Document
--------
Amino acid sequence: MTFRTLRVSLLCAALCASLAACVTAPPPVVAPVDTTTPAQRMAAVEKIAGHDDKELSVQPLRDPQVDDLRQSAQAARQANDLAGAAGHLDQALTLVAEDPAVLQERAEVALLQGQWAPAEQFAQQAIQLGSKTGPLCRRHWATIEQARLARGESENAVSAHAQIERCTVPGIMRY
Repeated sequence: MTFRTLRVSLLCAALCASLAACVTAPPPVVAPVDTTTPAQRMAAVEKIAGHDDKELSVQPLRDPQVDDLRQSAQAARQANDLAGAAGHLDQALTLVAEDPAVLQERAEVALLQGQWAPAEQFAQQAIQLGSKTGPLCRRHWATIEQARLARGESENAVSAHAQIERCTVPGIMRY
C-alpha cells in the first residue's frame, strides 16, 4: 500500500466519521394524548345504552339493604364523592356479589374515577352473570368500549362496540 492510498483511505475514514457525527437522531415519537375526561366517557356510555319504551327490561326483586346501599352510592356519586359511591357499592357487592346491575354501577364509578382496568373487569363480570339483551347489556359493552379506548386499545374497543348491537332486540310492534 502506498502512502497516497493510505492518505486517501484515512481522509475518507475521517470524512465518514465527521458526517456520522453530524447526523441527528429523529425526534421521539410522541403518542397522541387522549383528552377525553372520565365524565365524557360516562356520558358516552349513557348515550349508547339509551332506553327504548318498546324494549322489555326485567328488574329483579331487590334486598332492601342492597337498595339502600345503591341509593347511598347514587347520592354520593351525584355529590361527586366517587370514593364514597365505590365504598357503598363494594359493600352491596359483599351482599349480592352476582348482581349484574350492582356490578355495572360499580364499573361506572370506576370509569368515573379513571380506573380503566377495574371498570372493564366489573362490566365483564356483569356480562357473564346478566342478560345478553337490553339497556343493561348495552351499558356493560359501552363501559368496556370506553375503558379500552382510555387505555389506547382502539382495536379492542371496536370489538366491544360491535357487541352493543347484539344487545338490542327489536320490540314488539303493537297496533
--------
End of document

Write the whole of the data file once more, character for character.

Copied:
Amino acid sequence: MTFRTLRVSLLCAALCASLAACVTAPPPVVAPVDTTTPAQRMAAVEKIAGHDDKELSVQPLRDPQVDDLRQSAQAARQANDLAGAAGHLDQALTLVAEDPAVLQERAEVALLQGQWAPAEQFAQQAIQLGSKTGPLCRRHWATIEQARLARGESENAVSAHAQIERCTVPGIMRY
Repeated sequence: MTFRTLRVSLLCAALCASLAACVTAPPPVVAPVDTTTPAQRMAAVEKIAGHDDKELSVQPLRDPQVDDLRQSAQAARQANDLAGAAGHLDQALTLVAEDPAVLQERAEVALLQGQWAPAEQFAQQAIQLGSKTGPLCRRHWATIEQARLARGESENAVSAHAQIERCTVPGIMRY
C-alpha cells in the first residue's frame, strides 16, 4: 500500500466519521394524548345504552339493604364523592356479589374515577352473570368500549362496540 492510498483511505475514514457525527437522531415519537375526561366517557356510555319504551327490561326483586346501599352510592356519586359511591357499592357487592346491575354501577364509578382496568373487569363480570339483551347489556359493552379506548386499545374497543348491537332486540310492534 502506498502512502497516497493510505492518505486517501484515512481522509475518507475521517470524512465518514465527521458526517456520522453530524447526523441527528429523529425526534421521539410522541403518542397522541387522549383528552377525553372520565365524565365524557360516562356520558358516552349513557348515550349508547339509551332506553327504548318498546324494549322489555326485567328488574329483579331487590334486598332492601342492597337498595339502600345503591341509593347511598347514587347520592354520593351525584355529590361527586366517587370514593364514597365505590365504598357503598363494594359493600352491596359483599351482599349480592352476582348482581349484574350492582356490578355495572360499580364499573361506572370506576370509569368515573379513571380506573380503566377495574371498570372493564366489573362490566365483564356483569356480562357473564346478566342478560345478553337490553339497556343493561348495552351499558356493560359501552363501559368496556370506553375503558379500552382510555387505555389506547382502539382495536379492542371496536370489538366491544360491535357487541352493543347484539344487545338490542327489536320490540314488539303493537297496533